The University of Illinois is the first institution that introduced a fellowship in International Emergency Medicine with the aim to provide training for expertise in management of international emergency medicine and health related issues. The field itself developed out of a desire to extend available resources in leadership and experience to locations and situations that lacked the infrastructure or organization to address emergent health conditions. The role of international emergency medicine and global health as a specialty continues to expand, as the world evolves into a more global society.
International Emergency Medicine and Global Health at the University of Illinois seeks to challenge and be challenged by the international community to engage in sustainable development of global humanitarian and emergency care efforts. The program strives to provide an environment that supports efforts in humanitarian assistance, encourages development of further initiatives in international health and emergency care systems, and provides leadership and leadership opportunities to effectively administer such programs.
- Apply clinical emergency medicine concepts and skills in global health.
- Understand and apply the concepts of sustainability and capacity building in international emergency medicine and global health.
- Develop the ability to assess international health systems and emergency medical care systems and identify pertinent health issues to aid in the design of health programs that address identified needs.
- Develop the knowledge to evaluate the effectiveness and quality of global health programs.
- Establish a network for educational exchange, research, and funding.
- Develop administrative skills to organize and implement emergency and/or international health programs and integrate them into existing health systems.
General scope of program
- Disaster preparedness local and international
- International emergency medicine curriculum development
- Primary health care access in resource poor areas
- Humanitarian aid and relief work
- Collaborative efforts with NGOs
- Collaborative efforts with other fellowship programs and academic institutions
Research and academics (examples)
- Disaster and triage systems
- Demographics and health
- Health education interventions
- Health promotion
- Healthcare access and healthcare delivery strategies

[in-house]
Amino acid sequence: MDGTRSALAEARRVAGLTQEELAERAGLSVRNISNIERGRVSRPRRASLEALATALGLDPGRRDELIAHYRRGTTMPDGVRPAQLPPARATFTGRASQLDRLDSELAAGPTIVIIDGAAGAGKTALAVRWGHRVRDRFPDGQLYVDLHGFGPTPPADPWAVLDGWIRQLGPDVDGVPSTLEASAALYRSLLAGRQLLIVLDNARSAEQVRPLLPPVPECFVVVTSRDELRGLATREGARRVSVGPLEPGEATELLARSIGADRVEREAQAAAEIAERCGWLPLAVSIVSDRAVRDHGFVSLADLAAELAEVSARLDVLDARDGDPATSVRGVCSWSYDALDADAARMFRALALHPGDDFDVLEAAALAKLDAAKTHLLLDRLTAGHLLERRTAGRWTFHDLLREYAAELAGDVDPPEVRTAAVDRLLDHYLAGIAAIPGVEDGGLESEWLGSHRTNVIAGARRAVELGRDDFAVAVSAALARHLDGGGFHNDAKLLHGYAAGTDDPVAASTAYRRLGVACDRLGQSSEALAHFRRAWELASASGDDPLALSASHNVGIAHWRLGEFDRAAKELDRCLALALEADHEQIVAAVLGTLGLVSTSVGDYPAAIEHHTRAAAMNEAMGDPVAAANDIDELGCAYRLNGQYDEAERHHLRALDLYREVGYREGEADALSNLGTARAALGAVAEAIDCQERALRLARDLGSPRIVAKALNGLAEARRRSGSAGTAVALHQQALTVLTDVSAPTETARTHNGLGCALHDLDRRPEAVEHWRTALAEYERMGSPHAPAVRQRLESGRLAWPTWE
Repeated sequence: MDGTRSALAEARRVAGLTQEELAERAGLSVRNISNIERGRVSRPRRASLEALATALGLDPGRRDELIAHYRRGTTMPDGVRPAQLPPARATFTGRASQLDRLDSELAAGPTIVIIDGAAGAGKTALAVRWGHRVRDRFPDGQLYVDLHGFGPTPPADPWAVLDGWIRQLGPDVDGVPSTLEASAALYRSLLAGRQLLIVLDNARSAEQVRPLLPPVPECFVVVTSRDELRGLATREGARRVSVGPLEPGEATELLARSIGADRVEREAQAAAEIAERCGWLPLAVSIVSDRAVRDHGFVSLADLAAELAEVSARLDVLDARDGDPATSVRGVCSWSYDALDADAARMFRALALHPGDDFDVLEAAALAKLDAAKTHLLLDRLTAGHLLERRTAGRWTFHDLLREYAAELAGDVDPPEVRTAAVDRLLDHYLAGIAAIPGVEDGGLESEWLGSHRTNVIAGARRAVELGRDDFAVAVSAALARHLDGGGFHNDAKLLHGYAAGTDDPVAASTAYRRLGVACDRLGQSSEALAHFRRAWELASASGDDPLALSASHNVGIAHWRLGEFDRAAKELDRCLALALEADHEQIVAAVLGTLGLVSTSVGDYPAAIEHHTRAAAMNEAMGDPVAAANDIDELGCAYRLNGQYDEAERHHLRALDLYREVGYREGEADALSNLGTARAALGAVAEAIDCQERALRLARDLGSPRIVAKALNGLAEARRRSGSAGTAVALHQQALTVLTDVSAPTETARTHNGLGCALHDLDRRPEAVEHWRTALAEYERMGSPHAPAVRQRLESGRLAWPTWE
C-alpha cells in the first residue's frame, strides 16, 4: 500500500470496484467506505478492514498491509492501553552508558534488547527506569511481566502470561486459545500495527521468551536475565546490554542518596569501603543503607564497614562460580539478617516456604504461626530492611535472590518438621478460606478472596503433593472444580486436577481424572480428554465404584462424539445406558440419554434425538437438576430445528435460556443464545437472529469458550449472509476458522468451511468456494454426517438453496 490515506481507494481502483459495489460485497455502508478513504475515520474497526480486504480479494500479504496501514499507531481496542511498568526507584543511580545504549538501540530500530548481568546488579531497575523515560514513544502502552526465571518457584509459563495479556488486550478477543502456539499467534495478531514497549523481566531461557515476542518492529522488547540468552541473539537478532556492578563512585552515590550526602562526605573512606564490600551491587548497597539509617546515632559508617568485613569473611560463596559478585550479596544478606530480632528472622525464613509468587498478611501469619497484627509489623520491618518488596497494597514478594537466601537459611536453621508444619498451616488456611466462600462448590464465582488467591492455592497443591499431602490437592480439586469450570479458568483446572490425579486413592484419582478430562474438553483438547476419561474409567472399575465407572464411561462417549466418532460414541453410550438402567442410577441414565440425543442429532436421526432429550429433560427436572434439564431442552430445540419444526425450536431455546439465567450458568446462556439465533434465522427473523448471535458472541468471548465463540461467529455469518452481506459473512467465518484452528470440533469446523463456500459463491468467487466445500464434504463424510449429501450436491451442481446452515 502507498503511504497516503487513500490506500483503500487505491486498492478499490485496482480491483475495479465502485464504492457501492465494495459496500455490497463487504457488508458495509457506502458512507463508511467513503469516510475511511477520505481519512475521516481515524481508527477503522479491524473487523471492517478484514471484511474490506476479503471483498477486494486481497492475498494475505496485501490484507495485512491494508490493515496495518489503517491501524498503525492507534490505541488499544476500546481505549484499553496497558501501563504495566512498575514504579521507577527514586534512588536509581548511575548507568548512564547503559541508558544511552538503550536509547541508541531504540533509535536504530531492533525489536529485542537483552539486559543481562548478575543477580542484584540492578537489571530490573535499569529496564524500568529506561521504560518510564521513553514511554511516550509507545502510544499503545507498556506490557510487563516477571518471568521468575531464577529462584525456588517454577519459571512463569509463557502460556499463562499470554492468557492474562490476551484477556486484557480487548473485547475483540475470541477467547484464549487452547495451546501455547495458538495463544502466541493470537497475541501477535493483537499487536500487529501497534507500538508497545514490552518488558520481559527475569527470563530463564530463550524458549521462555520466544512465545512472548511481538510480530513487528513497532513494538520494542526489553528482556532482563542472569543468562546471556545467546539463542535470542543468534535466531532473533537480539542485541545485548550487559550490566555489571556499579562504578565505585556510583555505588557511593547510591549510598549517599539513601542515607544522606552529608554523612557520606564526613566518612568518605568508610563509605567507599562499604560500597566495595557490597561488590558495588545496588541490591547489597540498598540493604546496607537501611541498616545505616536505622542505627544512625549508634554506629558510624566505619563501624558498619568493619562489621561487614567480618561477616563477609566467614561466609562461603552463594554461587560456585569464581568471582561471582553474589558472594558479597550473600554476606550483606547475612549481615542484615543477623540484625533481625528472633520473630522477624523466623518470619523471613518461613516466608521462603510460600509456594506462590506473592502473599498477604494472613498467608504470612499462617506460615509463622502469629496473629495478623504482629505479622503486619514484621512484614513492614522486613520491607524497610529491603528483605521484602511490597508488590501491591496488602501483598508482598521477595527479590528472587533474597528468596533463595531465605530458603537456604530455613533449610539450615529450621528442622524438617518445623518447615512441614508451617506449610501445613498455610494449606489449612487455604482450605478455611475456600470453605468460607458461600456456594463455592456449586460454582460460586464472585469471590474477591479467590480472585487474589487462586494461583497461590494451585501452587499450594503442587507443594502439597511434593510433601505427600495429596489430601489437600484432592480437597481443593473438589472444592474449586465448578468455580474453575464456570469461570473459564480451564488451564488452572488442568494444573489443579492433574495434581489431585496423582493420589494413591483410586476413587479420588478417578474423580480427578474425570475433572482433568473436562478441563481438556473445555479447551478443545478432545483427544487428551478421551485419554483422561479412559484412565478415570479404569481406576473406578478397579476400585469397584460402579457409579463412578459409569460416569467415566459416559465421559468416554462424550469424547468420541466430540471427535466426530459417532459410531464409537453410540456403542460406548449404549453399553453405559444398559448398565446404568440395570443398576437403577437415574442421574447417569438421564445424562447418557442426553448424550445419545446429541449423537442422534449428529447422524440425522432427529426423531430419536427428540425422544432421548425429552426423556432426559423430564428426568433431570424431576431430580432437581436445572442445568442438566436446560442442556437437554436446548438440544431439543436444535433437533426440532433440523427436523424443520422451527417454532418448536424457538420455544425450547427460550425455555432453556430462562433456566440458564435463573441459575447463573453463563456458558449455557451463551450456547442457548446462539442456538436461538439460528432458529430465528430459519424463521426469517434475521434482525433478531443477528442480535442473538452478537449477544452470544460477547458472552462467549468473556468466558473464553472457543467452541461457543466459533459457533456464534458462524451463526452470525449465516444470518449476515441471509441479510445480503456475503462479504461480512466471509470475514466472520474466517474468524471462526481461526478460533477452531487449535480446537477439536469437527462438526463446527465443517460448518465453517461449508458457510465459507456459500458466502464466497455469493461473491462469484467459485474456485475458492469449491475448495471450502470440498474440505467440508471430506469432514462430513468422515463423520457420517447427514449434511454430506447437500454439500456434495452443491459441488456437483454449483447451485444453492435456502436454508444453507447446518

- Tropical Infectious Diseases, HIV, TB
- Situational reports, executive summaries
- Assessment, evaluation, and implementation of programs
- Case reports, case studies
- Exploratory design and research
- Fellowship, residency, medical students, and public health
Training in the fellowship will allow the fellow to tailor their experience based on individual interest while providing a foundation for work in international emergency medicine and global health. Areas of focus may include EMS system development, human capacity development, disaster response, complex emergencies, humanitarian relief, and global public health. The structure of the fellowship is primarily divided into seven general areas:
- Clinical: The fellow will work as clinical faculty in the Emergency Department at a University of Illinois teaching hospital and an affiliated community hospital. The fellow will be responsible for clinical work in the ED, as well as conference and/or grand round presentations.
- Responsibility: 16 hours per week for two years.
- Serve as teaching faculty for residents and medical students rotating in the Emergency Department.
- Exposure to health issues from clinical and health delivery perspectives.
- Understand immigrant and urban populations and motivations for seeking care and challenges in navigating the U.S. health system at urban academic and community hospitals.
- International fieldwork: The fellow will be working abroad on international health projects. These international experiences are generally arranged by the fellow, with supervision of the fellowship director. These experiences will comprise of assessment and evaluation research, provision of basic and/or emergency health care, implementation of new training curriculums, public health interventions, and disaster and humanitarian response. It is expected that the fellow will be able to generate, at a minimum, a report from each project/trip. Depending upon coursework and clinical work responsibilities, the fellow may have up to 4-5 months of international experience.